For Christians, the bottom line on the tax form is integrity.

An assistant pastor in Maryland was convicted in court several months ago on two counts: He was found guilty of an illegal kickback scheme connected with construction on his church, and also of failing to report more than $50,000 personal income to the IRS.

Such tax avoidance is clearly illegal. However, other practices in charitable institutions may not be so universally condemned, even though they are sharply criticized by the press. So Jane Bryant Quinn writes in Newsweek (Jan. 2, 1984), “When the Good Book enjoined the charitable to cast their bread upon the waters, whence it would return to them many times, no one foresaw a tax-dodging generation looking for returns of 500 percent. This is the season for donation scams.…” She goes on to document how nonprofit organizations become entangled in these abuses.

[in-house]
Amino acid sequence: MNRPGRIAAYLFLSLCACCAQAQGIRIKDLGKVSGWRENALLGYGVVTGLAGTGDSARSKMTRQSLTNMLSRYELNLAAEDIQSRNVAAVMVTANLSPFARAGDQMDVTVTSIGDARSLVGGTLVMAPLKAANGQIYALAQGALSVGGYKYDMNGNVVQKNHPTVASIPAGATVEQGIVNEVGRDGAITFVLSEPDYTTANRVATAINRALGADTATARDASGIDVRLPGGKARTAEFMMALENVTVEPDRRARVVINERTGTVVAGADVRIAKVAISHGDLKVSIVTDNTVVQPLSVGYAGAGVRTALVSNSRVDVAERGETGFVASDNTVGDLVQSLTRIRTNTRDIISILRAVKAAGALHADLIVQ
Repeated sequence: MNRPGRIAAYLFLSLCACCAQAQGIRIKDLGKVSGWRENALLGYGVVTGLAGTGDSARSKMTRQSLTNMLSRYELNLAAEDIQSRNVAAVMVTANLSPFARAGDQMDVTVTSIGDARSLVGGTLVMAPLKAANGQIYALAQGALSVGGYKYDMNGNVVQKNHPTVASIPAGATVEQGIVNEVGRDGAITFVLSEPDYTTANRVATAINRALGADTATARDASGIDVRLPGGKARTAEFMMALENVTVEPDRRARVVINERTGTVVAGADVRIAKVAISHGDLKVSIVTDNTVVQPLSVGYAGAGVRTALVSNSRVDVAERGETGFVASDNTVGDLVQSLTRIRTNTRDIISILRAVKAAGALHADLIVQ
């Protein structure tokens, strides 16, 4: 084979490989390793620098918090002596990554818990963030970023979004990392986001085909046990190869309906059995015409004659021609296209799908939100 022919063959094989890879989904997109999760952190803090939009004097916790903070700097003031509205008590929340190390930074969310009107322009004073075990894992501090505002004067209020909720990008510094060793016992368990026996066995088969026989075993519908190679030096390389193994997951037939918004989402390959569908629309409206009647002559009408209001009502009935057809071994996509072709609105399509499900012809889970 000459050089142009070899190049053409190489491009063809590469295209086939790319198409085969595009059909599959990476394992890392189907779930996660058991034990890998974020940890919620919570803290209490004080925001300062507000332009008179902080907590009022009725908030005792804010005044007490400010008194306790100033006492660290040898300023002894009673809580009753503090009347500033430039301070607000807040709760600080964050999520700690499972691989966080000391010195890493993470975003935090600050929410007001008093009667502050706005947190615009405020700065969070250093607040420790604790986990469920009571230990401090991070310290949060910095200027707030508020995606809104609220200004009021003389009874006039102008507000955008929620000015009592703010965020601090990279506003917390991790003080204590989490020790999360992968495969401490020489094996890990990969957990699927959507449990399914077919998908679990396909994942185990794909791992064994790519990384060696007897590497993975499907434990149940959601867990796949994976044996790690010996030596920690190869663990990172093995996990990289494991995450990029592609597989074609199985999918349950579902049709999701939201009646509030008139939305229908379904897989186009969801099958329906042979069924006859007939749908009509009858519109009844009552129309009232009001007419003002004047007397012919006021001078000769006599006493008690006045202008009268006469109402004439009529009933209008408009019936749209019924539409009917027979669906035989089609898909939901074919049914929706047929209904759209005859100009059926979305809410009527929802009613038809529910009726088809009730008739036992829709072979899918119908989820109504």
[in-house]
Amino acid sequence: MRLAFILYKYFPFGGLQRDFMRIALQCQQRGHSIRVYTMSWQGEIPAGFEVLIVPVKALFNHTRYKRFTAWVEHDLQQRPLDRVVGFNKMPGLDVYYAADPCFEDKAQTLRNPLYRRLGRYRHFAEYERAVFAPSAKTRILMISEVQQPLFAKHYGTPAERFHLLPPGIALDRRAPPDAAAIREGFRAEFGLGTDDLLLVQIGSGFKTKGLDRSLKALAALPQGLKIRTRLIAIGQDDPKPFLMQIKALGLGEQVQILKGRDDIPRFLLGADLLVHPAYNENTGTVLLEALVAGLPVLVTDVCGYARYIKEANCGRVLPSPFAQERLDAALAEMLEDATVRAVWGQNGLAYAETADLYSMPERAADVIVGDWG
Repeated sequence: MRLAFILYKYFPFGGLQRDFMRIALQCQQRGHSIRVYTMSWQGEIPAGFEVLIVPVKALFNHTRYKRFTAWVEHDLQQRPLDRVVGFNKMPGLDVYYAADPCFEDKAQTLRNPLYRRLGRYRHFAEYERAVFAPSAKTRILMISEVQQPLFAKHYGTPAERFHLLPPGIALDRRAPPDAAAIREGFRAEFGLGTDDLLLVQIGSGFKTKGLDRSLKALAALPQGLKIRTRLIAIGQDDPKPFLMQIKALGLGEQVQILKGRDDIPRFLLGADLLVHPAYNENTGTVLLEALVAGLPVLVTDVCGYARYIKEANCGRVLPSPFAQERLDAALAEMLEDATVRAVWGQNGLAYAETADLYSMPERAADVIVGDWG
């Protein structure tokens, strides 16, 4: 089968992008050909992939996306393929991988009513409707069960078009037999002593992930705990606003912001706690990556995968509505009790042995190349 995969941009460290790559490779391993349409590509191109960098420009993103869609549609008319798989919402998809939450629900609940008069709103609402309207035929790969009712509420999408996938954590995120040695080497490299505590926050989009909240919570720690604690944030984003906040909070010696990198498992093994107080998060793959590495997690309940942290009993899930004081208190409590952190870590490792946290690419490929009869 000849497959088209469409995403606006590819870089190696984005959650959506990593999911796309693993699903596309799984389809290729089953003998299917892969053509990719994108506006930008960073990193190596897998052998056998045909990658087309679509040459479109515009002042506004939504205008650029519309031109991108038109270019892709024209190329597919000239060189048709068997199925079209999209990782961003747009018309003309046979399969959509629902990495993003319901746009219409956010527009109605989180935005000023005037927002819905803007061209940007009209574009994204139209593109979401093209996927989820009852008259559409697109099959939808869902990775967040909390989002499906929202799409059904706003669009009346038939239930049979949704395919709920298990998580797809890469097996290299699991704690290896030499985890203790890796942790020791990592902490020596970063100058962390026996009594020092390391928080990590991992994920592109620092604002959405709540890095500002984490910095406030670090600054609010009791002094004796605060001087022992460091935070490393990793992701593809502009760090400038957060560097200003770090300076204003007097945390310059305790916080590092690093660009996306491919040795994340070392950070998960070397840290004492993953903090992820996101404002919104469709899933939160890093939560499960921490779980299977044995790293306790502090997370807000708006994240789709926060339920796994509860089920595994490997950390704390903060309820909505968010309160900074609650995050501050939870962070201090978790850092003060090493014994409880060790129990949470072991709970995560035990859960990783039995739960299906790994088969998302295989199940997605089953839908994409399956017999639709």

The accompanying cartoon from The New Yorker shows the extent of fraud connected with church donations, at least in people’s perceptions. What rationalizations do Christians go through in allowing themselves to “stretch the truth” about such gifts and their true tax liabilities?

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